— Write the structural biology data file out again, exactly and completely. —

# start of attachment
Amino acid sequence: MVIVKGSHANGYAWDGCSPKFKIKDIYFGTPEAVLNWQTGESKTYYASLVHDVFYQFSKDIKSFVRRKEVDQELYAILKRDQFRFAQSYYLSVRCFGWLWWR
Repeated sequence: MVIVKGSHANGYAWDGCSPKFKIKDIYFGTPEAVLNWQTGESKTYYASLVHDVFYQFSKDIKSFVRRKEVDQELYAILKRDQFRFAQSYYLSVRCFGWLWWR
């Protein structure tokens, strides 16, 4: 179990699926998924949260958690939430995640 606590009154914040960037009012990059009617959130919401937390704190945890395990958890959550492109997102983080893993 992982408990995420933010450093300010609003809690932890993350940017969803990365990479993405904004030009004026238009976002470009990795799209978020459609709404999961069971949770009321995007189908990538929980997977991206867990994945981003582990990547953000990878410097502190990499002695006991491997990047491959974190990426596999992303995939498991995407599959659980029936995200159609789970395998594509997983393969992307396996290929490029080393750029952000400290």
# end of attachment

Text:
Amino acid sequence: MVIVKGSHANGYAWDGCSPKFKIKDIYFGTPEAVLNWQTGESKTYYASLVHDVFYQFSKDIKSFVRRKEVDQELYAILKRDQFRFAQSYYLSVRCFGWLWWR
Repeated sequence: MVIVKGSHANGYAWDGCSPKFKIKDIYFGTPEAVLNWQTGESKTYYASLVHDVFYQFSKDIKSFVRRKEVDQELYAILKRDQFRFAQSYYLSVRCFGWLWWR
């Protein structure tokens, strides 16, 4: 179990699926998924949260958690939430995640 606590009154914040960037009012990059009617959130919401937390704190945890395990958890959550492109997102983080893993 992982408990995420933010450093300010609003809690932890993350940017969803990365990479993405904004030009004026238009976002470009990795799209978020459609709404999961069971949770009321995007189908990538929980997977991206867990994945981003582990990547953000990878410097502190990499002695006991491997990047491959974190990426596999992303995939498991995407599959659980029936995200159609789970395998594509997983393969992307396996290929490029080393750029952000400290």